A newly identified bacteria and a common virus may be the underlying cause of infection-induced hydrocephalus in Uganda, according to an international team of researchers.
“Thirteen years ago, while visiting Uganda and seeing a stream of kids with hydrocephalus after infection I asked the doctors, ‘What is the biggest problem you have that you can’t solve?'” said Steven J. Schiff, Brush Chair Professor of Engineering and professor of engineering science and mechanics, neurosurgery and physics, Penn State. “‘Why don’t you figure out what makes these kids sick?’ was the reply.”
By that time, the doctors at CURE Children’s Hospital of Uganda, had seen more than a thousand infants with infection-caused hydrocephalus and were unable to culture a single thing in the laboratory. They have now seen over 8,000 similar children in this one, small Ugandan hospital.
“Hydrocephalus is the most common childhood neurosurgical condition that we see in the population that we serve,” said Edith Mbabazi-Kabachelor, director of research, CURE Children’s Hospital of Uganda. “If hydrocephalus is left untreated in children less than two years old, the progressive increase in head size will lead to further brain damage, resulting in the majority of these children dying, and those that survive being left with severe cognitive and physical disability.”
Severe systemic bacterial infection during the first four weeks of life accounts for an estimated 680,000 to 750,000 yearly neonatal deaths worldwide. Hydrocephalus is the most common brain disorder in childhood and the largest single cause of childhood hydrocephalus is neonatal infection, accounting for an estimated 160,000 yearly cases, said Schiff.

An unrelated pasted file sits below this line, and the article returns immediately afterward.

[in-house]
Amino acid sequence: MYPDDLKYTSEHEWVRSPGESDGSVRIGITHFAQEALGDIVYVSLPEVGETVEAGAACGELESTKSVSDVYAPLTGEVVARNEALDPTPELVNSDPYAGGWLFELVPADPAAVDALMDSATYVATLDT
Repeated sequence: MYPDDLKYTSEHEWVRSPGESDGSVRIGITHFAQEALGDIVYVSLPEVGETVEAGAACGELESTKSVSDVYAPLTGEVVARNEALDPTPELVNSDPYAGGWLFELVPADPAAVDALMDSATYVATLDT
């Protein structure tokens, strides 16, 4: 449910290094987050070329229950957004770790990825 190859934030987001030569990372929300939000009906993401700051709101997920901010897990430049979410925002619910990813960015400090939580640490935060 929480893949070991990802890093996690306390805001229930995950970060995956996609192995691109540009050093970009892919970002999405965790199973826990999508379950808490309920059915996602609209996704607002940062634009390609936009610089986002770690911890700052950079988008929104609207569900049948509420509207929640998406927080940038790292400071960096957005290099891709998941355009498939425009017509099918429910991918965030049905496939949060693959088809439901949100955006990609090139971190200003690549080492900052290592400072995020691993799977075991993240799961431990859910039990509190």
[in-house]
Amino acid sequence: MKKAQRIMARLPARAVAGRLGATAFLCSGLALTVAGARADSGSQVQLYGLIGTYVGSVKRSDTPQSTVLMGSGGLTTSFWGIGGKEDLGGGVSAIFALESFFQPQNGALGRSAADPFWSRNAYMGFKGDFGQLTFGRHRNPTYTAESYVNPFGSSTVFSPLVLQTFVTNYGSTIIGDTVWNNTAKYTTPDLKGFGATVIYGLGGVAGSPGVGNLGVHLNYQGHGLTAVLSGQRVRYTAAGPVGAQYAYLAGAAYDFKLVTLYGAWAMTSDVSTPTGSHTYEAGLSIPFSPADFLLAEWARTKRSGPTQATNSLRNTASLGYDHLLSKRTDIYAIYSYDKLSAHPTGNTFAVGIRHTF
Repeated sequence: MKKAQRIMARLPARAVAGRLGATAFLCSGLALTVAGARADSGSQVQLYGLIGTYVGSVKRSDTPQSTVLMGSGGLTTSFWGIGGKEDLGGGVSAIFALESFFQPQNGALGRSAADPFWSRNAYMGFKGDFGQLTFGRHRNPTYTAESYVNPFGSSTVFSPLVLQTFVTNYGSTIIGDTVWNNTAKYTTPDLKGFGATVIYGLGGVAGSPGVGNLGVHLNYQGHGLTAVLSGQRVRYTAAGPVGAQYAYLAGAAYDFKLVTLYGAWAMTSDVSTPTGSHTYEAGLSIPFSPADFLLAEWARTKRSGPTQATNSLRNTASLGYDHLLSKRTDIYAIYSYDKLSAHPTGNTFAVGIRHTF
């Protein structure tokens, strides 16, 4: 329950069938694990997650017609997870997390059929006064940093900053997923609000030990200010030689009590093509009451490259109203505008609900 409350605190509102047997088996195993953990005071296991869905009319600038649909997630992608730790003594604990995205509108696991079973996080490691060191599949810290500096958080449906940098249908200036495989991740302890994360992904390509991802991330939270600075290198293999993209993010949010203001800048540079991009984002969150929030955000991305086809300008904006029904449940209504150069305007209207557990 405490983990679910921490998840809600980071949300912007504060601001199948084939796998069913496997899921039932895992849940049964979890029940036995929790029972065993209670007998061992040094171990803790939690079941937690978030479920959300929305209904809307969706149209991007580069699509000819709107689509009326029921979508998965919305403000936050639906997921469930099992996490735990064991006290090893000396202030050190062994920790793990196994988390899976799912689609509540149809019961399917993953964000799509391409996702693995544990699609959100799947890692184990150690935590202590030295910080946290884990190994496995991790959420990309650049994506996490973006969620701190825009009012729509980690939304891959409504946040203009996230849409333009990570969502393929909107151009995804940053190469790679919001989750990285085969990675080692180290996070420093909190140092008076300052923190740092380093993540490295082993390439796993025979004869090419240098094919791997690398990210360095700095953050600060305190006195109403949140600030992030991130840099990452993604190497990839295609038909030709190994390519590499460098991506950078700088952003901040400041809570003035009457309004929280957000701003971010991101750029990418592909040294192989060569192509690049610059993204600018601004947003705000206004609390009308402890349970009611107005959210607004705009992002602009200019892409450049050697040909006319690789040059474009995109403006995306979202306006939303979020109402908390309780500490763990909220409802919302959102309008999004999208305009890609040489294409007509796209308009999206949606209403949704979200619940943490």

Over a 5-year study in Uganda, supported by the U.S. National Institutes of Health, using advanced genomic techniques the team uncovered the major bacterial and viral underpinnings of these infections, the researchers report today (Sept. 30) in Science Translational Medicine.
Schiff and his team have studied this problem for more than 10 years, but in the last five years, they took a different approach, using DNA and RNA sequencing techniques to identify the causative agents. The researchers looked at blood and cerebrospinal fluid drawn from 100 cases of post-infectious hydrocephalus and control patients without infection in Uganda. There were 64 infants with post-infectious hydrocephalus and 36 with non-post-infectious hydrocephalus. All infants were under three months old. The researchers prepared the samples in two ways – fresh-frozen and preserved – and they sent samples to two different laboratories in the U.S., where samples were analyzed with different techniques. This was to ensure valid and reproducible results.
“We found this weird bacteria dominating,” said Schiff.
The bacteria was a previously unidentified strain of Paenibacillus thiaminolyticus, now named Mbale after the city where the CURE Children’s Hospital is located.
“The initial link between hydrocephalus and Paenibacillus was made through high-throughput sequencing and PCR analyses at the Center for Infection and Immunity in the Mailman School of Public Health at Columbia University, a renowned center led by W. Ian Lipkin,” said Schiff.
High-throughput sequencing allows sequencing of more than one DNA molecule at the same time, and PCR analysis multiplies existing DNA samples so that they are easier to analyze and identify.
“You build a field of dreams – in this case a platform for pathogen discovery – and wait for the right partner and the right project,” said W. Ian Lipkin, John Snow Professor of Epidemiology and director, Center for Infection and Immunity, Mailman School of Public Health, and professor of pathology and neurology, College of Physicians & Surgeons, Columbia University. “Steven Schiff is a remarkable investigator and this is such a project. It stands out for impact amongst hundreds we’ve done over a period of more than 30 years. Our team is delighted to have had an opportunity to help implicate an agent and contribute to control of this devastating disorder.”